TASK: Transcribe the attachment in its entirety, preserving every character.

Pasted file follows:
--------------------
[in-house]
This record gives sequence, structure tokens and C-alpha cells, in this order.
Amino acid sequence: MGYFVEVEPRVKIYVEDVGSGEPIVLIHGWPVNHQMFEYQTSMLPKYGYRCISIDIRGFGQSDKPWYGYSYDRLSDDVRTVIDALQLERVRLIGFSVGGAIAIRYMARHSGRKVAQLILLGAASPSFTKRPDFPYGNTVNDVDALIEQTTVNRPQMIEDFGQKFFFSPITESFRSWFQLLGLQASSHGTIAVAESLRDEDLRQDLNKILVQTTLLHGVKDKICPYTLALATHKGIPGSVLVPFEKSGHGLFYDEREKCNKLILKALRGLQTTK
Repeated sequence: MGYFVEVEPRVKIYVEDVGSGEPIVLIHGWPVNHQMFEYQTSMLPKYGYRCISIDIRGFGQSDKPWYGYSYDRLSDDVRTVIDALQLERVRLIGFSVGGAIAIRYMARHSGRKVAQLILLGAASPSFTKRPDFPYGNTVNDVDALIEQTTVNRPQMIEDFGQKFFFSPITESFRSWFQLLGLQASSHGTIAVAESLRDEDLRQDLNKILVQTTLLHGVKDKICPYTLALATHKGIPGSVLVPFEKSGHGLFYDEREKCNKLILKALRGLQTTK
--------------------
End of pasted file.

[in-house]
This record gives sequence, structure tokens and C-alpha cells, in this order.
Amino acid sequence: MGYFVEVEPRVKIYVEDVGSGEPIVLIHGWPVNHQMFEYQTSMLPKYGYRCISIDIRGFGQSDKPWYGYSYDRLSDDVRTVIDALQLERVRLIGFSVGGAIAIRYMARHSGRKVAQLILLGAASPSFTKRPDFPYGNTVNDVDALIEQTTVNRPQMIEDFGQKFFFSPITESFRSWFQLLGLQASSHGTIAVAESLRDEDLRQDLNKILVQTTLLHGVKDKICPYTLALATHKGIPGSVLVPFEKSGHGLFYDEREKCNKLILKALRGLQTTK
Repeated sequence: MGYFVEVEPRVKIYVEDVGSGEPIVLIHGWPVNHQMFEYQTSMLPKYGYRCISIDIRGFGQSDKPWYGYSYDRLSDDVRTVIDALQLERVRLIGFSVGGAIAIRYMARHSGRKVAQLILLGAASPSFTKRPDFPYGNTVNDVDALIEQTTVNRPQMIEDFGQKFFFSPITESFRSWFQLLGLQASSHGTIAVAESLRDEDLRQDLNKILVQTTLLHGVKDKICPYTLALATHKGIPGSVLVPFEKSGHGLFYDEREKCNKLILKALRGLQTTK